“I balanced all, brought all to mind,
The years to come seemed waste of breath,
A waste of breath the years behind
In balance with this life, this death.”
This story is unknown to me also but what a sad tale it is. Thankfully we have people like Krakauer who ensure that such tales are brought to light and that a young man didn’t just disappear
Wonderful write-up of this one. I agree, this was highly readable and very disturbing. I’d heard of it before but it took me a long time to read it, I only got around to it several months ago. I liked reading it and am glad I did but found a lot of it to be very upsetting.
Thank you, Rennie. Yes, it’s very sad but extremely well written.
He’s a great writer – haven’t read this one but was very impressed (/horrified) by Under the Banner of Heaven, which explores Mormonism, mostly through the lens of two Mormon men who killed a baby in 1984 but also dealing with the prejudice Mormons have faced since their founding. Have you read any John McPhee? There’s some similarity between their work, I think.
Thank you, Elle. I haven’t come across John McPhee. I must investigate further.
Well, I’m intrigued. I don’t follow the news much so the story is new to me. I might have to give it a look.
I don’t recall it making the news in the UK – I think, initially at least, Krakauer’s original magazine feature made it quite widely known in the US.
I love the movie, but I haven’t read the book (yet). I find it hard to forgive him for what he did to his sister by being so careless with his own life (after all, she grew up in the same house he did). And it is hard for my views to not be colored by how close he was to a hand tram over the river (elided from the movie).
I read recently that his sister has since claimed there was sexual abuse in the family home when she and Chris were kids (denied strenuously by the parents), but it doesn’t appear in Krakauer’s book. In fact, the narrative is quite sympathetic towards the mother and father. He does, however, point out how close McCandless was to the tram – sadly he was ignorant of the fact since he failed to take a map!
The movie was great, I cried like a baby! So I’m a little scared to read the book. Sounds like it’s quite different though. The movie doesn’t have any of Krakauer’s story.
The movie certainly does seem to be different from the book, but I suppose that was inevitable.
I used to have a hobby of collecting edible wild plants. I don’t think it’s for everyone. Only once, over many years, did I accidentally get the “wrong” plant — and luckily for me, it immediately tasted both different and horrible so I didn’t suffer any ill effects. My wife, who is very smart, and infinitely better at recognizing music than I am, is very bad at recognizing plants from examples. She seems to seize on one feature — poison ivy has three leaves. So do wild strawberries. She can’t seem to reliably tell poison ivy leaves from strawberry leaves though to me, they are as different as say, a carrot and a sweet potato. Going into the wilderness alone is a very tricky thing and really not recommended. Anyway, thanks for the post.
But together you make an excellent team. Many thanks, Peter. I’m glad to know you didn’t ingest that poisonous plant!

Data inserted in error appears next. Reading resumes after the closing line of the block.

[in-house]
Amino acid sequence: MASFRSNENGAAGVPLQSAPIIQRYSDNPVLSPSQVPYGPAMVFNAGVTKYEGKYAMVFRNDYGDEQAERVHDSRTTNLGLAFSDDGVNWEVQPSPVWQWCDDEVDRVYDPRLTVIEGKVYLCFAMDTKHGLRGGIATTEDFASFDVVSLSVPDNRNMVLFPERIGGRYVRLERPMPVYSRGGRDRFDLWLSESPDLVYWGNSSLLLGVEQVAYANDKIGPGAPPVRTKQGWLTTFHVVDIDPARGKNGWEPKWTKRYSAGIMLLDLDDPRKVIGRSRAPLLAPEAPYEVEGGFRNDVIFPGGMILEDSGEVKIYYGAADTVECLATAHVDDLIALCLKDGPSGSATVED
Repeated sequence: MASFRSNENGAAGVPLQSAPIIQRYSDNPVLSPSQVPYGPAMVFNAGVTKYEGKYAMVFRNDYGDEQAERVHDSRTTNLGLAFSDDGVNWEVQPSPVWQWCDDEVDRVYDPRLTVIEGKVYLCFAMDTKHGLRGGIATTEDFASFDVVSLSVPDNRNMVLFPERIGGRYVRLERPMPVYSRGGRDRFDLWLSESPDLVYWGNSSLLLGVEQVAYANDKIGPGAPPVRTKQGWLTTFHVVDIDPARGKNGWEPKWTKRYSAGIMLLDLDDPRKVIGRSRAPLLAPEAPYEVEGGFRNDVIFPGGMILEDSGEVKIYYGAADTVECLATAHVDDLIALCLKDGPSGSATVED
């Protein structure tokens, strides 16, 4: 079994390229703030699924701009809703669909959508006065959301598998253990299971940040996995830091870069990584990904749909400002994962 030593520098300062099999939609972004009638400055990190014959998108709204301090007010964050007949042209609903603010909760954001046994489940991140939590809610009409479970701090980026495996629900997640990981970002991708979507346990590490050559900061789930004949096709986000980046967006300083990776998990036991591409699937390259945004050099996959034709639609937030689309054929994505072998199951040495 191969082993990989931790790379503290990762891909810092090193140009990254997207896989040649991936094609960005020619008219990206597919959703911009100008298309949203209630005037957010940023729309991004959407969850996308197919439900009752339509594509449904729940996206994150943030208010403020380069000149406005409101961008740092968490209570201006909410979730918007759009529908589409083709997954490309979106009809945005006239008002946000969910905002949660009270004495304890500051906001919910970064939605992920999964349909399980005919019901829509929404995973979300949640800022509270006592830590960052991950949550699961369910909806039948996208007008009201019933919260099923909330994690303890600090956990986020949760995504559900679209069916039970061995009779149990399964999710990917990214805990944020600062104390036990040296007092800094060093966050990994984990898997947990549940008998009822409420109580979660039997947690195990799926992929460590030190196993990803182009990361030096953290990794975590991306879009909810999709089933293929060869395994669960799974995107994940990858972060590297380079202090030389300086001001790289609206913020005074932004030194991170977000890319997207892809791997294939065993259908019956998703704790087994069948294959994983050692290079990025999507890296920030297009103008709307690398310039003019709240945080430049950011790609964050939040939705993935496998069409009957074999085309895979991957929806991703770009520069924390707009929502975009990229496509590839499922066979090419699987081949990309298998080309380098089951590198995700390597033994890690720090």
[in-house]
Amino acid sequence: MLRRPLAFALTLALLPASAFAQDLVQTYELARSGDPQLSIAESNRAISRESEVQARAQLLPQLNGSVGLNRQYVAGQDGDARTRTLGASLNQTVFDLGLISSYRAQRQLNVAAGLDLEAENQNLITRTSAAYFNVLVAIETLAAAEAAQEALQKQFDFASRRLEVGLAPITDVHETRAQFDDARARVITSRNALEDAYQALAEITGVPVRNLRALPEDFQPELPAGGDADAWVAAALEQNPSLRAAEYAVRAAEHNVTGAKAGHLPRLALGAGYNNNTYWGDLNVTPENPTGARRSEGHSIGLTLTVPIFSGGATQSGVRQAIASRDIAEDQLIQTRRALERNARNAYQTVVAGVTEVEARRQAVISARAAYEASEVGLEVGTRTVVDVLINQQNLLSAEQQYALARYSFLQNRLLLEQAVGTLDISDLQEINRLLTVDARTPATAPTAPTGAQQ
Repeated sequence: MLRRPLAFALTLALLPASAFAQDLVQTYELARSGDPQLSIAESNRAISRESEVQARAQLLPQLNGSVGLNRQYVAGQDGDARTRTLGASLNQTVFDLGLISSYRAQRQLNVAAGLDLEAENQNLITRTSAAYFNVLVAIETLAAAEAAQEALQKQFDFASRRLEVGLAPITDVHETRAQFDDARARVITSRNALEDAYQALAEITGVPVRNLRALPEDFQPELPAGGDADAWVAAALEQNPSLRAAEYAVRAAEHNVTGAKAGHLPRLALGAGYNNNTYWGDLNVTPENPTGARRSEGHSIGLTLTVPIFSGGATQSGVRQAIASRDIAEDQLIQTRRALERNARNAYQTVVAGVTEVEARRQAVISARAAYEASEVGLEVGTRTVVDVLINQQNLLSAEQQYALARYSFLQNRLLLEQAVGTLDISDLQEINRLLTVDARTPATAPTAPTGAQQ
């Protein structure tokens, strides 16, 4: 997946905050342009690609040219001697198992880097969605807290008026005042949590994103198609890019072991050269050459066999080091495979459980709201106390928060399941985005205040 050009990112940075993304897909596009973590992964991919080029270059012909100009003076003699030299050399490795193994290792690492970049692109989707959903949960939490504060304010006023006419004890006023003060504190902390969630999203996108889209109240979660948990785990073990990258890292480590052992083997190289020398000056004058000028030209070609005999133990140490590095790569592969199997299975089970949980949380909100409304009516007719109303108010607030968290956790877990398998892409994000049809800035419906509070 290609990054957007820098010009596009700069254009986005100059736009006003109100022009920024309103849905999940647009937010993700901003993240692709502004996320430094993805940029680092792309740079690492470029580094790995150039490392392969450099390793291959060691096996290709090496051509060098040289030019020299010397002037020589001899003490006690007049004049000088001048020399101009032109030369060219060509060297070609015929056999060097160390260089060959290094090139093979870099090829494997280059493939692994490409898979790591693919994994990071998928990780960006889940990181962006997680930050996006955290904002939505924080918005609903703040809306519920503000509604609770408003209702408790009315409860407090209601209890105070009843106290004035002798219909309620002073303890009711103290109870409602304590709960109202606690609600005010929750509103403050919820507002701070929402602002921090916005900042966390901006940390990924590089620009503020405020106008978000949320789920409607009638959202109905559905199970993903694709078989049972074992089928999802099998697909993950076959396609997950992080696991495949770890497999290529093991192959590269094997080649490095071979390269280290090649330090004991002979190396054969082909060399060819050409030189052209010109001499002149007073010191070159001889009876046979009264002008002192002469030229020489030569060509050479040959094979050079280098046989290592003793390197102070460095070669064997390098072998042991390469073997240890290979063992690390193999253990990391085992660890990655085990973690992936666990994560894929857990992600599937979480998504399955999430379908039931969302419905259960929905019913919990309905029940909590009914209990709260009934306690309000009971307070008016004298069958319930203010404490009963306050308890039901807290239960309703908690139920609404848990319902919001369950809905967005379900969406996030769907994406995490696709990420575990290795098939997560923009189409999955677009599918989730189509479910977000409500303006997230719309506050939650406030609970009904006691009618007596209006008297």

This is an instance of a rare phenomenon in my life: choosing to watch the film because I had decided to not read the book. You make me wish, for a moment, that I’d followed my usual pattern. But, then I’ve got a monstrous list of films/series that I do want to watch, but I haven’t read the book(s) yet, so the films continue to go unwatched. So, perhaps it’s just as well that I enjoy reading your review and then move along to another (not-so-sad) story. The cinematography in the film was quite impressive. I really felt like I was in that small space inside that large space: so strange.
It’s a difficult one, I agree. Sometimes a film can lead you to a brilliant book – this happened to me with Michael Cunningham’s The Hours. The movie is still one of my favourites but the book was pretty special, too. That isn’t something that happens very often, though.
Ohhhh, yes, what a terrific example, Paula! It also got me to finally *read* Woolf (Mrs. Dalloway, of course), as did the lovely Vanessa Redgrave film of that book which came out at the same time) instead of collecting her and saying “someday”.
Excellent and detailed review. Sad at the same time. BTW, I keep having to refollow every time I visit you, and most other followed bloggers. It’s no wonder I never get notifications of your posts and sorry if I miss them. This one is a super retrospective.
Many thanks indeed. No need to apologise, this does seem to be an issue. I’ve had similar problems with regards to having to refollow bloggers when I hadn’t unsubscribed from their notifications in the first place. Very odd and quite frustrating!
Just a note to say that I wonder if either of you has tried an independent system to manage your subscriptions (i.e. not the system that hosts your blog). I had recurring problems like this until I set up everything under a separate umbrella and it’s worked tickety-boo since. (I use Feedly, but I know there are tonnes of services like it, so I’m not suggesting them as a solution for anyone else, but it’s also a place to begin looking for an alternative if you’re frustrated with this unsubbing business and don’t even know what to search for as options.)
Thank you, Marcie. It may well be worth looking for an independent system to handle subscriptions. I appreciate the suggestion. 👍